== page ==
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Indian literature

Marathi literature (Marathi: मराठी साहित्य) is the body of literature of Marathi, a Sanskrit-derived language spoken mainly in the Indian state of Maharashtra and written in the Devanagari script.


Early Marathi Literature (before 1800 CE)

Though the earliest known Marathi inscription found at the foot of the statue at Shravanabelgola in Karnataka is dated c. 983 CE, the Marathi literature actually started with the religious writings by the saint-poets belonging to Mahanubhava and Warkari sects. Mahanubhava saints used prose as their main medium, while Warkari saints preferred poetry as the medium. The early saint-poets were Mukundaraj who wrote Vivekasindhu, Dnyaneshwar (1275-1296) (who wrote Bhawarthadeepika, which is popularly known as Dnyaneshwari, a 9000-couplets long commentary on the Bhagavad Gita) and Namdev. They were followed by the Warkari saint-poet Eknath (1528-1599). Mukteswar translated the great epic Mahabharata into Marathi. Social reformers like saint-poet Tukaram transformed Marathi into an enriched literary language. Ramdas's (1608-1681) Dasbodh and Manache Shlok are well-known products of this tradition.

In the 18th century, some well-known works like Yatharthadeepika (by Vaman Pandit), Naladamayanti Swayamvara (by Raghunath Pandit), Pandava Pratap, Harivijay, Ramvijay (by Shridhar Pandit) and Mahabharata (by Moropant) were produced. However, the most versatile and voluminous writer among the poets was Moropanta (1729-1794) whose Mahabharata was the first epic poem in Marathi. The historical section of the old Marathi literature was unique as it contained both prose and poetry. The prose section contained the Bakhars that were written after the foundation of the Maratha kingdom by Shivaji. The poetry section contained the Povadas and the Katavas composed by the Shahirs. The period from 1794 to 1818 is regarded as the closing period of the Old Marathi literature and the beginning of the Modern Marathi literature.

Modern Period (after 1800)

In Modern period of internet , (MK) helps poets to present their talent. The period of the late nineteenth century in Maharashtra is the period of colonial modernity. Like the corresponding periods in the other Indian languages, this was the period dominated by the English educated intellectuals. It was the age of prose and reason. It was the period of reformist diadicticism and a great intellectual ferment.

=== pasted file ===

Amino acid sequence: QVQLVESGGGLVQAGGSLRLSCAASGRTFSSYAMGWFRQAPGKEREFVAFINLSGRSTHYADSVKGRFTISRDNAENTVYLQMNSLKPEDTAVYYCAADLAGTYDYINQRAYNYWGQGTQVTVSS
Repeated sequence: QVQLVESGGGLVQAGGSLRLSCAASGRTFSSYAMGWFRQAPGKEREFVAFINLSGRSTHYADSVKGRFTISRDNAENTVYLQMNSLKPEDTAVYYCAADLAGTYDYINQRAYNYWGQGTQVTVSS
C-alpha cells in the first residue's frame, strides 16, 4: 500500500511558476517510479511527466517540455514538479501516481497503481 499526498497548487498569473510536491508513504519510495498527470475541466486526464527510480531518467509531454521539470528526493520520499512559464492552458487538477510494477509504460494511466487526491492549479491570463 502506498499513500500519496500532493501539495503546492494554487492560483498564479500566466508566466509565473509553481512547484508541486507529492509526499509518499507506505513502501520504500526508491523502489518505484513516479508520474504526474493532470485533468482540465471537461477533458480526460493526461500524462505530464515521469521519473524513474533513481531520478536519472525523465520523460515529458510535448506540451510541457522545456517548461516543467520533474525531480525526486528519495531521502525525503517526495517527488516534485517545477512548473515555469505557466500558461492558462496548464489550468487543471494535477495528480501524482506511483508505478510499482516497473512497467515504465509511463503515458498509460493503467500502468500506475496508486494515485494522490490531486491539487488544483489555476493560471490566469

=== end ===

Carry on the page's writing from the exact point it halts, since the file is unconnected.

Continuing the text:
The first English Book was translated in Marathi in 1817. The first Marathi newspaper started in 1835. Many books on social reforms were written by Baba Padamji (Yamuna Paryatana, 1857), Mahatma Jyotiba Phule, Lokhitwadi, Justice Mahadev Govind Ranade, Hari Narayan Apte (1864-1919) etc. Lokmanya Tilak's newspaper Kesari, set up in 1880, provided a platform for sharing literary views. Marathi at this time was efficiently aided by Marathi Drama. Here, there also was a different genre called 'Sangit Natya' or Musicals. The first play was V.A. Bhave's Sita Swayamvar in 1843 Later Kirioskar (1843-85) and G.B. Deval (1854-19l6) brought a romantic aroma and social content. But Krishnaji Prabhakar Khadilkar (1872~1948) with his banned play Kichaka-Vadh (1910) set the trend of political playwriting. Later on this "stage" was ably served by stalwarts like Ram Ganesh Gadkari and Prahlad Keshav Atre.The Drama Flourished in 60s and 70s with few of the best Indian actors available to take on a variety of protagonists. Mohan Agashe, Sriram Lagoo, Kashinath Ghanekar, Prabhakar Panshikar playing many immortal characters penned by greats like Vasant Kanetkar, Kusumagraj, vijay Tendulkar to name a few. This Drama movement was ably supported by Marathi films which did not enjoy a continuous success. Starting with V.Shantaram and before him the pioneer DadaSaheb Phalke, Marathi cinema went on to influence contemporary Hindi cinema. Director Raja Paranjape, Music director Sudhir Phadke, lyricist G.Madgulkar and actor Raja Gosavi came together to give quiet a few hits in later period. Marathi Language as spoken by people here was throughout influenced by drama and cinema along with contemporary literature. Modern Marathi poetry began with Mahatma Jyotiba Phule's compositions. The later poets like Keshavsuta, Balakavi, Govindagraj, and the poets of Ravi Kiran Mandal like Madhav Julian wrote poetry which was influenced by the Romantic and Victorian English poetry. It was largely sentimental and lyrical.Prahlad Keshav Atre, the renowned satirist and a politician wrote a parody of this sort of poetry in his collection Jhenduchi Phule. Sane Guruji (1899-1950) contributed to the children's literature in Marathi. His major works are Shyamchi Aai (Shyam's Mother), Astik (Believer), Gode Shevat (The Sweet Ending) etc. He translated and simplified many Western Classics and published them in a book of stories titled Gode Goshti (Sweet Stories). Vishnu Sakharam Khandekar (1889-1976)'s Yayati won him the Jnanpith Award for 1975. He also wrote many other novels, short stories, essays etc. His major works are Don Dhruv (Two Poles), Ulka (Meteorite) , Krounchavadh, Jalalela Mohar, Amrutvel.